IO access can be used for fluid and epi infusions

Special airway considerations apply

From the document:

Upper airway edema can preclude rescue ventilation, so the merits of an awake fiberoptic intubation should be strongly weighed against the benefits and risks of rapid sequence intubation.

When selecting airway management medications, because patients with anaphylaxis requiring intubation are often hemodynamically unstable, medications should be avoided that depress blood pressure. Paralytics should be used with caution, because mask ventilation can be impossible in the setting of upper airway edema...

Nebulized epinephrine has been shown to alleviate respiratory distress associated with upper airway obstruction in childhood croup.48 The vasoconstrictive (α1) effects likely account for the decrease of upper airway edema. Similarly, and based on anecdotal experience, aerosolized epinephrine also can decrease oropharyngeal edema and make airway management less difficult in anaphylaxis.

What if hypotension is refractory to epi (including a drip) and fluid resuscitation?

Glucagon (1-5 mg over 5 minutes followed by a 5-15 mcg/min infusion) is recommended as the next step. The typical scenario here would be the patient taking beta blockers, since glucagon bypasses the beta receptor. This being said the authors acknowledge, and cite literature, that other pressors have been used successfully.

Consider ECMO if all else fails

See statement 14 from the article.

What about steroids and antihistamines?

They're fine but don't don't put them at the front of the line ahead of epi because they don't work as fast.

Esmolol for cardiac arrest?

From a paper in Resuscitation:

90 patients had CA with an initial rhythm of VF or VT; 65 patients were excluded, leaving 25 for analysis. Six patients received esmolol during cardiac arrest, and nineteen did not. All patients had ventricular dysrhythmias refractory to many defibrillation attempts, including defibrillation after administration of standard ACLS medications. Most received high doses of adrenaline, amiodarone, and sodium bicarbonate. Comparing the patients that received esmolol to those that did not: 67% and 42% had temporary return of spontaneous circulation (ROSC); 67% and 32% had sustained ROSC; 66% and 32% survived to intensive care unit admission; 50% and 16% survived to hospital discharge; and 50% and 11% survived to discharge with a favorable neurologic outcome, respectively.

Beta-blockade should be considered in patients with RVF in the ED prior to cessation of resuscitative efforts.

This is a very small study that would not ordinarily be practice changing but if you're at the point of calling a code for a patient who is still in VF why not? The folks at Academic Life in Emercency Medicine seem to agree.

Regadenoson (Lexiscan) stress testing in patients with COPD and asthma: is it safe?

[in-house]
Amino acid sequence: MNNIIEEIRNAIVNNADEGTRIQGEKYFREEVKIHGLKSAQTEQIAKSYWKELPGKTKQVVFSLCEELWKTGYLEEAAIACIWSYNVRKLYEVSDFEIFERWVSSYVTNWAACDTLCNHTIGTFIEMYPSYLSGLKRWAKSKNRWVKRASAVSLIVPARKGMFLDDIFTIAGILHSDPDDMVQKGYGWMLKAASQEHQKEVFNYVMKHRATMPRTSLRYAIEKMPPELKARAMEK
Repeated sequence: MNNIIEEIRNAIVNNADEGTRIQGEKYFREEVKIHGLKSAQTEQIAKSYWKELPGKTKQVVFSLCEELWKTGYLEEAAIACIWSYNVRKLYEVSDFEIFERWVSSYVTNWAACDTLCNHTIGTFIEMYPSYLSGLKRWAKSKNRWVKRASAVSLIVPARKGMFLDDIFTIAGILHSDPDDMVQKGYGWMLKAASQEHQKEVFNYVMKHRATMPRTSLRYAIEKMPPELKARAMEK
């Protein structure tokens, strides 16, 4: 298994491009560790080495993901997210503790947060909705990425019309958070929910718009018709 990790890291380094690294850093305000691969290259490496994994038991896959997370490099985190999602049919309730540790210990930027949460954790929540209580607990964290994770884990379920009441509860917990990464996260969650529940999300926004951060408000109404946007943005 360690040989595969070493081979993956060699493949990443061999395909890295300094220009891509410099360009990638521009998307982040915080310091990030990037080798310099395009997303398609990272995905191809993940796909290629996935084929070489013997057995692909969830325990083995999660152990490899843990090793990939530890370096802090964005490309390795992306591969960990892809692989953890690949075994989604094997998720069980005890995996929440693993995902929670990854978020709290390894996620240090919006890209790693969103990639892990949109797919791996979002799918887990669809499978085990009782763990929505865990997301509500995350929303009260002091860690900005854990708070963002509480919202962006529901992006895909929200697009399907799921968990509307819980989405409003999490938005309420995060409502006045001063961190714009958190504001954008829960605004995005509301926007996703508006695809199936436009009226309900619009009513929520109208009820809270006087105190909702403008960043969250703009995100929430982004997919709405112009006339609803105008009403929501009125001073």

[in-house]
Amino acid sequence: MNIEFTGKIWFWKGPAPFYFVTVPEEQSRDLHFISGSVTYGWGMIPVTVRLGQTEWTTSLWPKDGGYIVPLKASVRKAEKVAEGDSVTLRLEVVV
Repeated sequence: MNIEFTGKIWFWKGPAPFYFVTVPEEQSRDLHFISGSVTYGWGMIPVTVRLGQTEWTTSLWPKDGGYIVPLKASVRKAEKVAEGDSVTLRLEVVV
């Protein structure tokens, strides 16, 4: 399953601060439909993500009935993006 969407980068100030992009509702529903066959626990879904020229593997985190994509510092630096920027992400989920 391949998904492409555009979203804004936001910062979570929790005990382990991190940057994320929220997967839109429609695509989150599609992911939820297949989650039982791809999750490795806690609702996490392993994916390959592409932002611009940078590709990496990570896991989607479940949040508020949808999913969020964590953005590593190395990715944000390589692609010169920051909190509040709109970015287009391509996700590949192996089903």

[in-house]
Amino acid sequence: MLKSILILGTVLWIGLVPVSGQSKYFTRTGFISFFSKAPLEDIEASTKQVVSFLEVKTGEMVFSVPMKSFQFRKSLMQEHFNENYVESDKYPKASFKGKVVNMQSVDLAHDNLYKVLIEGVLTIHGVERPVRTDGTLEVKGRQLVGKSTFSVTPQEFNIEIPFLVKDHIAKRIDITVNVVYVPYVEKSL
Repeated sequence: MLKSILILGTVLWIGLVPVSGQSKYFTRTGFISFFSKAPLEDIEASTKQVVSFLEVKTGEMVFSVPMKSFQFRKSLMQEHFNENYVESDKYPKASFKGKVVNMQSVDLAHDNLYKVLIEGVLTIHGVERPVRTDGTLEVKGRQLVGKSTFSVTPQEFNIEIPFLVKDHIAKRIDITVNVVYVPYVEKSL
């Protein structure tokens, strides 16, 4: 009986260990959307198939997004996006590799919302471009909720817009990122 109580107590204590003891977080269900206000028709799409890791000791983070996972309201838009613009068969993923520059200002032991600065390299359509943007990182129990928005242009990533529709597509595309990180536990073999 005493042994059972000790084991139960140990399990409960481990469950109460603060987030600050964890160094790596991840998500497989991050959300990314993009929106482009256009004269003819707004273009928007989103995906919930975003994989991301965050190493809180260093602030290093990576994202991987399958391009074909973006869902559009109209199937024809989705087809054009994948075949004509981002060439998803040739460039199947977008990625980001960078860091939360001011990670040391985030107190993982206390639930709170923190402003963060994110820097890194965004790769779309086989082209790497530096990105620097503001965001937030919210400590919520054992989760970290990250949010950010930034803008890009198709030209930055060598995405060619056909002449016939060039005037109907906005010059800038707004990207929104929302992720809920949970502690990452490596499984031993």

Based on accumulating experience it would appear that it is. From a recent review:

While regadenoson has become the vasodilator stress agent of choice and has streamlined and simplified stress protocols in many nuclear stress laboratories, the adverse effect of dyspnea is still experienced by many patients, and even more so by those with COPD and asthma. While patients and practitioners should anticipate this symptom, several studies have shown that the subjective experience of dyspnea is not correlated with and is not caused by bronchoconstriction. Available data from observational studies as well as controlled clinical trials, as summarized in Table 1, indicate that the use of regadenoson in patients with mild to moderate asthma and mild to moderate COPD is safe. The current data in patients with severe COPD, while limited, are reassuring and indicate that regadenoson is probably safe, particularly in those with stable lung disease. Clinical data are limited in COPD patients who require 24-hour/day home oxygen administration, have previously been intubated for respiratory failure, or have had recent exacerbations or required uptitration of their medication regimen within a 1-month period; regadenoson should therefore be used with caution in this patient population. Similarly, regadenoson has not been studied in patients with severe bronchial asthma (FEV1 less than 60%); thus, it should be avoided in these patients at this time.

Monday, January 12, 2015

Administrative and clerical baggage degrades hospital care

A great post from ACP Hospitalist.

Neck manipulation and stroke: a scientific statement from AHA

The ultra-cautiously worded statement can be found here:

Results—Patients with CD may present with unilateral headaches, posterior cervical pain, or cerebral or retinal ischemia (transient ischemic or strokes) attributable mainly to artery–artery embolism, CD cranial nerve palsies, oculosympathetic palsy, or pulsatile tinnitus. Diagnosis of CD depends on a thorough history, physical examination, and targeted ancillary investigations. Although the role of trivial trauma is debatable, mechanical forces can lead to intimal injuries of the vertebral arteries and internal carotid arteries and result in CD. Disability levels vary among CD patients with many having good outcomes, but serious neurological sequelae can occur. No evidence-based guidelines are currently available to endorse best management strategies for CDs. Antiplatelet and anticoagulant treatments are both used for prevention of local thrombus and secondary embolism. Case-control and other articles have suggested an epidemiologic association between CD, particularly vertebral artery dissection, and CMT. It is unclear whether this is due to lack of recognition of preexisting CD in these patients or due to trauma caused by CMT. Ultrasonography, computed tomographic angiography, and magnetic resonance imaging with magnetic resonance angiography are useful in the diagnosis of CD. Follow-up neuroimaging is preferentially done with noninvasive modalities, but we suggest that no single test should be seen as the gold standard.